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Top three mobile application threats

Yesterday's satire sometimes turns out to be tomorrow's news. Last year Brian Del Vecchio, a systems engineer, created a stir with a spoof Google site which added an extra tab called "AIMsearch". The spoof explained:

"In November of 2001 AOL Time Warner, responding to a subpoena from Attorney General John Ashcroft, made available to the Justice Department a complete archive of all private conversations held over AOL Instant Messenger (AIM). Through the power of the Freedom of Information Act (FOIA), Google was able to obtain a copy of this entire logfile, totaling over 2 terabytes of conversations previously thought to be private."

"This unique resource provides insight into the minds of potential anti-American terrorists, cheating spouses, and countless computer neophytes."

(The pages were removed after a legal request from Google but the correspondence lives on.)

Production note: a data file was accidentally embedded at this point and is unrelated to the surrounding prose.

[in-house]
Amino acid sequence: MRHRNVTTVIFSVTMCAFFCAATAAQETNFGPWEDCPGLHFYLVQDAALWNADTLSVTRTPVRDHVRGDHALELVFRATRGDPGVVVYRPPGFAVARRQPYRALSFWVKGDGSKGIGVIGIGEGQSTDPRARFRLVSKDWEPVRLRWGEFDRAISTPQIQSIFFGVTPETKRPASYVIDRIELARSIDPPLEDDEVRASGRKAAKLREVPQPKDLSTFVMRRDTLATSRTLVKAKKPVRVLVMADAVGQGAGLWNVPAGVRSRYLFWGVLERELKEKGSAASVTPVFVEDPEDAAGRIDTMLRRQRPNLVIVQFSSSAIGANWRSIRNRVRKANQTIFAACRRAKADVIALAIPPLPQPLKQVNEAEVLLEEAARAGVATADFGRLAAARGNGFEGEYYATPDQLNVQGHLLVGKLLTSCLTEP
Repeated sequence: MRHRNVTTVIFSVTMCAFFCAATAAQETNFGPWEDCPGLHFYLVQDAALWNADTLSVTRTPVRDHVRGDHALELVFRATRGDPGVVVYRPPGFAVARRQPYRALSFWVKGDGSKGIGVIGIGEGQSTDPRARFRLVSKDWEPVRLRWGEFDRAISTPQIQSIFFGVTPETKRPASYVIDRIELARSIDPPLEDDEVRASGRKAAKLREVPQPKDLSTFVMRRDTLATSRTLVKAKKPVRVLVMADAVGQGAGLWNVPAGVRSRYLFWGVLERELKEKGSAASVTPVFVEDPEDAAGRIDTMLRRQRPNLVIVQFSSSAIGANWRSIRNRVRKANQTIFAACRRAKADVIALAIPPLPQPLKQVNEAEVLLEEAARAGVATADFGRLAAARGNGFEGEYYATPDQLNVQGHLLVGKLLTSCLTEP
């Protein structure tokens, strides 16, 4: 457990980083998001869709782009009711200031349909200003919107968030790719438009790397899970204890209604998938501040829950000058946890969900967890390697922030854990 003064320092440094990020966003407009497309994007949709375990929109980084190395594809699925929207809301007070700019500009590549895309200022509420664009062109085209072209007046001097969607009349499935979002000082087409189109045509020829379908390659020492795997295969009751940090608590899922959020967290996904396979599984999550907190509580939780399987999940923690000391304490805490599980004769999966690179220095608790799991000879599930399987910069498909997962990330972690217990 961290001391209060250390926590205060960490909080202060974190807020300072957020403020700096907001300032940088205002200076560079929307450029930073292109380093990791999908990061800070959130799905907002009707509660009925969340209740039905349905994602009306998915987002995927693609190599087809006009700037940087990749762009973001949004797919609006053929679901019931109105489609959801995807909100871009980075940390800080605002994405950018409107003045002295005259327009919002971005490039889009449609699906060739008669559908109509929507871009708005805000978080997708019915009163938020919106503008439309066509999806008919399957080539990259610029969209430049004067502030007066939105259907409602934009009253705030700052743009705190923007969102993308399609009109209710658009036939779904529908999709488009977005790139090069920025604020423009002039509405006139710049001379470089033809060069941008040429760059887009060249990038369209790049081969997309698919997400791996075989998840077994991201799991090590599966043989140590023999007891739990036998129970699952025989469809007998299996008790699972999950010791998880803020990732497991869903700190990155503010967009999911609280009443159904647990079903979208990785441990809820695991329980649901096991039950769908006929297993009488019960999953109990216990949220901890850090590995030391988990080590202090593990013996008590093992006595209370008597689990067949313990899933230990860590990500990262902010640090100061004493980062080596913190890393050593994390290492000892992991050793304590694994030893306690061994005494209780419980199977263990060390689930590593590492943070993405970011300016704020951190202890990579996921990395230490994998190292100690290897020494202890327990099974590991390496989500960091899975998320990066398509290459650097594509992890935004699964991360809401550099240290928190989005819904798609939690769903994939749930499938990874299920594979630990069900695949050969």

This month many users of Internet Relay Chat (IRC) have noticed increased activity from Google's servers.

"Since things said in chat rooms are traditionally considered very private, I can't imagine what they plan to do," says Aaron Swartz, a young programmer who runs a Google fan blog.

Indeed, IRC has been historically useful, or notorious, depending on how you look at it, for exchanging files. Google's bots don't stay around long enough to make comprehensive indexes of the conversations, users tell us. Google sent a polite note back to one query, explaining that the behavior is part of an experiment, but confirming that it is search related.

However IRC privacy has always been something of a contradiction. ISPs routinely log IRC chat sessions, and by nature, Microsoft and TimeWarner store chat room archives. It'a tribute to the power of fluffy marketing (think: colored balls) that so far, the reaction has been one of unease and curiosity. How IRC users would react to a bot from microsoft.com is an exercise left to the reader. ®

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